The Sexist Job Ads That Specify Height, Weight, and Age
Women in China are frequently discouraged from applying for positions—or told they have to meet exacting physical requirements to even be considered.
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“High school diploma or above, female, 18-30 years old, net height 163 cm or higher, trim figure, aesthetically pleasing,” read the advert for a clothing sales associate position in Beijing. Another job posting in the central Chinese province of Shaanxi called for “fashionable and beautiful high-speed train conductors." In the last few years, leading e-commerce site Alibaba even posted recruitment ads bragging about the "beautiful girls" and "goddesses" working at the company.
These are all part of job listings posted in the last five years by leading Chinese employers and brands on recruitment sites, company websites, and social media platforms—despite that fact that gender based employment is, technically at least, illegal in the world’s most populous nation.
According to new Human Rights Watch report 'Only Men Need Apply’: Gender Discrimination in Job Advertisements in China, gender-based discrimination in the workplace remains at endemic levels in Chinese society. Researchers analyzed over 36,000 job adverts from 2013-2017, and found that many required women to meet certain physical attributes to be considered for the role—or specified that the jobs that were for men only.
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In 2017, internet search giant Baidu advertised a position for a content reviewer. Preferred applicants must have a “strong ability to work under pressure, able to work on weekends, holidays and night shifts.” A further proviso: they needed to be male.
Government jobs weren’t exempt from discriminatory behaviors. In 2017, 13 percent of jobs posted on the national civil service job list specified male applicants. This increased to 19 percent of civil service job listings in the 2018 intake. And some of China’s biggest employers are also at fault. Alibaba—which controls over 80 percent of online commerce in China—was looking for two men to fill restaurant operations support roles as recently as January 2018.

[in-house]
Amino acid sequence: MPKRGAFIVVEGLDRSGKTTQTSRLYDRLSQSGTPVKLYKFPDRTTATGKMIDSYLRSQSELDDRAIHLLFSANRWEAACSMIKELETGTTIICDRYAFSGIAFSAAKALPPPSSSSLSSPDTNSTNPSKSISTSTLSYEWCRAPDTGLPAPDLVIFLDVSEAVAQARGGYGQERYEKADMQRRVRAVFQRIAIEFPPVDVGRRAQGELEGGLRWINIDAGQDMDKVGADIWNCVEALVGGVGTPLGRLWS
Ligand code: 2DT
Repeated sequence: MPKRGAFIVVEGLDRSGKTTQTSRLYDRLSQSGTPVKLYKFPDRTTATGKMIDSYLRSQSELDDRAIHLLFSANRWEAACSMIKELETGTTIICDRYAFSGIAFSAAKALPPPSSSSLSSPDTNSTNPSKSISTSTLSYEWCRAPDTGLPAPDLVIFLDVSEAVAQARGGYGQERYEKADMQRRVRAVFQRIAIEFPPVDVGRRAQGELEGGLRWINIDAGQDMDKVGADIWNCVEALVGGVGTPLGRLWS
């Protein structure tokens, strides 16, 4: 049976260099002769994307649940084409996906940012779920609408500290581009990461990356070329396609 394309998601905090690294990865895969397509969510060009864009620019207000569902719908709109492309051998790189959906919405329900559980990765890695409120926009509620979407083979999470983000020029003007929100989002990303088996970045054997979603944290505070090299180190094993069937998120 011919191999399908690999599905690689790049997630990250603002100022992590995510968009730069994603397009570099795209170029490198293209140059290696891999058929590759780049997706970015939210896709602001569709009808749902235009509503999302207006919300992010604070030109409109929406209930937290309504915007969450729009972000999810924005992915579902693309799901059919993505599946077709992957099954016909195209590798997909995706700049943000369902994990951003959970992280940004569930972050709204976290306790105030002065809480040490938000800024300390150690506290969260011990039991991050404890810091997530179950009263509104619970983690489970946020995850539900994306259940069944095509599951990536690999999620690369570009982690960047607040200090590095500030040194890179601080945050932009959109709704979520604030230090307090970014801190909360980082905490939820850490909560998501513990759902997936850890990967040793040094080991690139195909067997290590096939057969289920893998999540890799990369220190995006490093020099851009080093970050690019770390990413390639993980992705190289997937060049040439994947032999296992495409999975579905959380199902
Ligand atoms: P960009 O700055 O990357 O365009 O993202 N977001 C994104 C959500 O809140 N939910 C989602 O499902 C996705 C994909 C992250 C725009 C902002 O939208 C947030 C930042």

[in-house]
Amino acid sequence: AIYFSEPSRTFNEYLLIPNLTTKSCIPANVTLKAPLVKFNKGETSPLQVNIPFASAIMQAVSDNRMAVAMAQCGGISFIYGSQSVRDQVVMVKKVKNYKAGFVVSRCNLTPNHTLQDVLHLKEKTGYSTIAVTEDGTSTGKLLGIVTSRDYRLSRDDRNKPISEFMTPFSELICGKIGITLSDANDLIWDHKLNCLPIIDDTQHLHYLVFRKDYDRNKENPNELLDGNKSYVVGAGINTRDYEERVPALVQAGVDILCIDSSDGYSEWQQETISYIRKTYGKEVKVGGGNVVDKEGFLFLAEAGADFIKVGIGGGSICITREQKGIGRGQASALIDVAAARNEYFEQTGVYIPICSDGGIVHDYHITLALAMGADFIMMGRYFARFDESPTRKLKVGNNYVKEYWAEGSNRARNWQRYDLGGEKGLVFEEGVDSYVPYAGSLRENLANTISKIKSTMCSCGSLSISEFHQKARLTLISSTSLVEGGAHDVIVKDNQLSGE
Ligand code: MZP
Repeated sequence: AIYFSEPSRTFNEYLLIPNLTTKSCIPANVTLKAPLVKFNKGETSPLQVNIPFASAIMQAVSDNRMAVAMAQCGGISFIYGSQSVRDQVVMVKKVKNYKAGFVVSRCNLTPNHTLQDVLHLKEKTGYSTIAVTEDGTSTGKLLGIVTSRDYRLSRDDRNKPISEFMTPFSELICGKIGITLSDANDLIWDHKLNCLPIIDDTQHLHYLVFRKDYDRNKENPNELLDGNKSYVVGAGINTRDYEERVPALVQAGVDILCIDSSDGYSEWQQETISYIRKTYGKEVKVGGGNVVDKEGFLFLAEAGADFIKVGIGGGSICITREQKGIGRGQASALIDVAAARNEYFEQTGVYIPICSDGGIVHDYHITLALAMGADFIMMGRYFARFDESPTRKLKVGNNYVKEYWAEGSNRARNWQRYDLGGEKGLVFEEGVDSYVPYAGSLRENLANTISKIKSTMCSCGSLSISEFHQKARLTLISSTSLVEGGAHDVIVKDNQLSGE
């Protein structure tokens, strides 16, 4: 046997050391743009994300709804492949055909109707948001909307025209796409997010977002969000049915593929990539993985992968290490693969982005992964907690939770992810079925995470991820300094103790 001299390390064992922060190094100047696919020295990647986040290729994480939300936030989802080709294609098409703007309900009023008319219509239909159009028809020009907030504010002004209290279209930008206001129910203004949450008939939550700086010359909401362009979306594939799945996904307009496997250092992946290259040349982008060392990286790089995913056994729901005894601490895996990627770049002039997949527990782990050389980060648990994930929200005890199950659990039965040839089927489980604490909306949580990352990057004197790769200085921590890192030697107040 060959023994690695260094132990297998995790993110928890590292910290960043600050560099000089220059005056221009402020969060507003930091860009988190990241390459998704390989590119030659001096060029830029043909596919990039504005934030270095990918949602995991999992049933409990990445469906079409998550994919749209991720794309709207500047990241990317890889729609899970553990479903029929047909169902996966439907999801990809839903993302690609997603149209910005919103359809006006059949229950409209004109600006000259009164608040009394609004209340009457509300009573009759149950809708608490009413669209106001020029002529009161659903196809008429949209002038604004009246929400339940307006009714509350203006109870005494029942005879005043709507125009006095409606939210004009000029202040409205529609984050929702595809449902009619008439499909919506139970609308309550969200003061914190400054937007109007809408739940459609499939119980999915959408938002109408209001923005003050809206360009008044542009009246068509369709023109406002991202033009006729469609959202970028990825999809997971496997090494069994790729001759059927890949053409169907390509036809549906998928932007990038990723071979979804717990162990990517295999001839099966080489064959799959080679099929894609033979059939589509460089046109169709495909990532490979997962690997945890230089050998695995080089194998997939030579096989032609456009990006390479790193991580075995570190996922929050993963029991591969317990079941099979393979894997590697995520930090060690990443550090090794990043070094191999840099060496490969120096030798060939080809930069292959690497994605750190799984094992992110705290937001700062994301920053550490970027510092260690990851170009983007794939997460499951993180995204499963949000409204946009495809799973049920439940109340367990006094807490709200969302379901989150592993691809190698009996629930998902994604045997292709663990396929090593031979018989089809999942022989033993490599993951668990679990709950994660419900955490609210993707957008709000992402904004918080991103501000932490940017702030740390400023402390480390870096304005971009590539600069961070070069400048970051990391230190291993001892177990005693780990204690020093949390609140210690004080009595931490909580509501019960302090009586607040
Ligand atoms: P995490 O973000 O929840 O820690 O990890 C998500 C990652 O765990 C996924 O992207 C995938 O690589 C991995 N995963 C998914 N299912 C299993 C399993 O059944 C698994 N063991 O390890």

“Although employment discrimination in China is illegal, laws are very vague and often poorly enforced,” Human Rights Watch spokesperson Heather Barr tells Broadly. China’s labor law prohibits gender discrimination in employment, but it is often poorly enforced. When fines are levied by the main enforcement agencies, they can be desultorily slight.
In 2012, college graduate Guo Jing sued a Zheijiang culinary school after it advertised a male-only position. However, even though the court ruled in her favor, Jing was awarded only 2,000 yuan ($300) in damages. “If you’re a company like Ali Baba, the idea that having to pay a victim $300 is going to change your behavior is laughable, to be honest,” Barr says.
The outlook can be bleak for those trying to opposed job discrimination in China. “There’s a real crackdown in terms of women’s ability to participate in the workforce, as well as women’s rights activists in general,” Barr explains. “This creates an open space for employers to discriminate as they like.”
As a result, endemic discrimination is allowed to persist. And the problem is getting worse. China's gender pay gap is one of the worst in the world: in 2017 ranked 100th out of 144 countries surveyed by the World Economic Forum, having fallen from 57th place in 2008. “Ultimately, what these laws do is reinforce the idea that some jobs are only suitable for men,” Barr concludes. “And that the job of women in the workplace is to be decorative only.”